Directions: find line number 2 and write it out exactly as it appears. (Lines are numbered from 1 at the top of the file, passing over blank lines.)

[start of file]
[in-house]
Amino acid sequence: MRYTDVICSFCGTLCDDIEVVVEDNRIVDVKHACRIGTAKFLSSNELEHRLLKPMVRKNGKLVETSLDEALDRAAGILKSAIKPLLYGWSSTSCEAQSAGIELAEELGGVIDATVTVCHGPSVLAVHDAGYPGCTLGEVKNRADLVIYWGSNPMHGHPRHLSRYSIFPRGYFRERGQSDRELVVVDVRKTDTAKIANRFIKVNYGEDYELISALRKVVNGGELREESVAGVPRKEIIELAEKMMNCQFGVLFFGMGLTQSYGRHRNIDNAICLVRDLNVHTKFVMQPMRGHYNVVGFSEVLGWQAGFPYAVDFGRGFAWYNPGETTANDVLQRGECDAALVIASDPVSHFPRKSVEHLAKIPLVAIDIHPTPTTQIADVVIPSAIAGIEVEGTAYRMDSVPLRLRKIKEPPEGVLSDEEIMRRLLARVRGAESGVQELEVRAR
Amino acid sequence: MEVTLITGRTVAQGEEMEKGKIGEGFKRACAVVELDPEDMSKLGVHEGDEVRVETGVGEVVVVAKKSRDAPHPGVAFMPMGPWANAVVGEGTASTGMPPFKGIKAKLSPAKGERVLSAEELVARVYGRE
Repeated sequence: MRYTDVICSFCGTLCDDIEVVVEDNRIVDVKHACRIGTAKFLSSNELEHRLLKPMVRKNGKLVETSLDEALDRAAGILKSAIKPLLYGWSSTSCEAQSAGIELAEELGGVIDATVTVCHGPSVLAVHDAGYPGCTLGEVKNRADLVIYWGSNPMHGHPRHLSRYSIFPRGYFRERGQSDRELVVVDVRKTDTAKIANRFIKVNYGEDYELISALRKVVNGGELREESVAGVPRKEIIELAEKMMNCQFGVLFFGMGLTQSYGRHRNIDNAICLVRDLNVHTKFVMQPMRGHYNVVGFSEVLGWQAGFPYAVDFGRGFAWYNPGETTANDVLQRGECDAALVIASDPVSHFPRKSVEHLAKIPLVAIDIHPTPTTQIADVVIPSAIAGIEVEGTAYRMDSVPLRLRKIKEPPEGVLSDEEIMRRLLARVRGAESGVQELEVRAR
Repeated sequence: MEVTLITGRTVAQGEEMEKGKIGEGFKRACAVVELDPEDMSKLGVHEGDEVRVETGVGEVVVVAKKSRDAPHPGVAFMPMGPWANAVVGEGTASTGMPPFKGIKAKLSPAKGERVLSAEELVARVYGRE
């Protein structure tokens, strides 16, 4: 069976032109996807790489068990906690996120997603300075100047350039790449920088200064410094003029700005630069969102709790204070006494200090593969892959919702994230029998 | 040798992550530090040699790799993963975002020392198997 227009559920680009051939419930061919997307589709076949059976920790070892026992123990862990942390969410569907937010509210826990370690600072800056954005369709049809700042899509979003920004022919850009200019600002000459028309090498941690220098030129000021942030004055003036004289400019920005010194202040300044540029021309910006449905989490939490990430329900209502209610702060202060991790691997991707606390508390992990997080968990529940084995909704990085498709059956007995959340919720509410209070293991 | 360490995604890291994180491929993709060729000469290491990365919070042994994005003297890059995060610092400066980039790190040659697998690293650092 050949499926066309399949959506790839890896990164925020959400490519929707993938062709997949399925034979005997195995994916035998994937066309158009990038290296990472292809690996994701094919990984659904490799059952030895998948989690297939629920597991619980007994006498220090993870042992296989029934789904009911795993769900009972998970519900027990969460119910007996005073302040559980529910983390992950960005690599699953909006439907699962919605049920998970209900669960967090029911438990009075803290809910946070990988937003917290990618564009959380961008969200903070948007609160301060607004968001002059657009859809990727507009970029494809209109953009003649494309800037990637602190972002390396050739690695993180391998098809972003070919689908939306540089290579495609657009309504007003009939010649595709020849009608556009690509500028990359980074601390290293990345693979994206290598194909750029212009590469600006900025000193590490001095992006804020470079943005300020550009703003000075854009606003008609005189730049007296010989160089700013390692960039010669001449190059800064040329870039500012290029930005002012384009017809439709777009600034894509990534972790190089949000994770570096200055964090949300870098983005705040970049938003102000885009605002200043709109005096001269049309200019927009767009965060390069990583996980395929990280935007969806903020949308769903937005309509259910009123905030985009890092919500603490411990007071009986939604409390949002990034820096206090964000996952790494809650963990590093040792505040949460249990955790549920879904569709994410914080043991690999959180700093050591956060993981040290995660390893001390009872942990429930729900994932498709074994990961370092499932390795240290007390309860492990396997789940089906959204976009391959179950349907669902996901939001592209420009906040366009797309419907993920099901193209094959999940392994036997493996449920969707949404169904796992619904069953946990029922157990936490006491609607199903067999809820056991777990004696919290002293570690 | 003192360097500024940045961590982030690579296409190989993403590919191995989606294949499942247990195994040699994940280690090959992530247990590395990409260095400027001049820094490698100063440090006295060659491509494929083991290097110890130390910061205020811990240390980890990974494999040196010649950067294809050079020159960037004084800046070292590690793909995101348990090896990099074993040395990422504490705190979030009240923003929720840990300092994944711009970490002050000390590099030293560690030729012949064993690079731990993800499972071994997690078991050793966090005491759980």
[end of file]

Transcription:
Amino acid sequence: MRYTDVICSFCGTLCDDIEVVVEDNRIVDVKHACRIGTAKFLSSNELEHRLLKPMVRKNGKLVETSLDEALDRAAGILKSAIKPLLYGWSSTSCEAQSAGIELAEELGGVIDATVTVCHGPSVLAVHDAGYPGCTLGEVKNRADLVIYWGSNPMHGHPRHLSRYSIFPRGYFRERGQSDRELVVVDVRKTDTAKIANRFIKVNYGEDYELISALRKVVNGGELREESVAGVPRKEIIELAEKMMNCQFGVLFFGMGLTQSYGRHRNIDNAICLVRDLNVHTKFVMQPMRGHYNVVGFSEVLGWQAGFPYAVDFGRGFAWYNPGETTANDVLQRGECDAALVIASDPVSHFPRKSVEHLAKIPLVAIDIHPTPTTQIADVVIPSAIAGIEVEGTAYRMDSVPLRLRKIKEPPEGVLSDEEIMRRLLARVRGAESGVQELEVRAR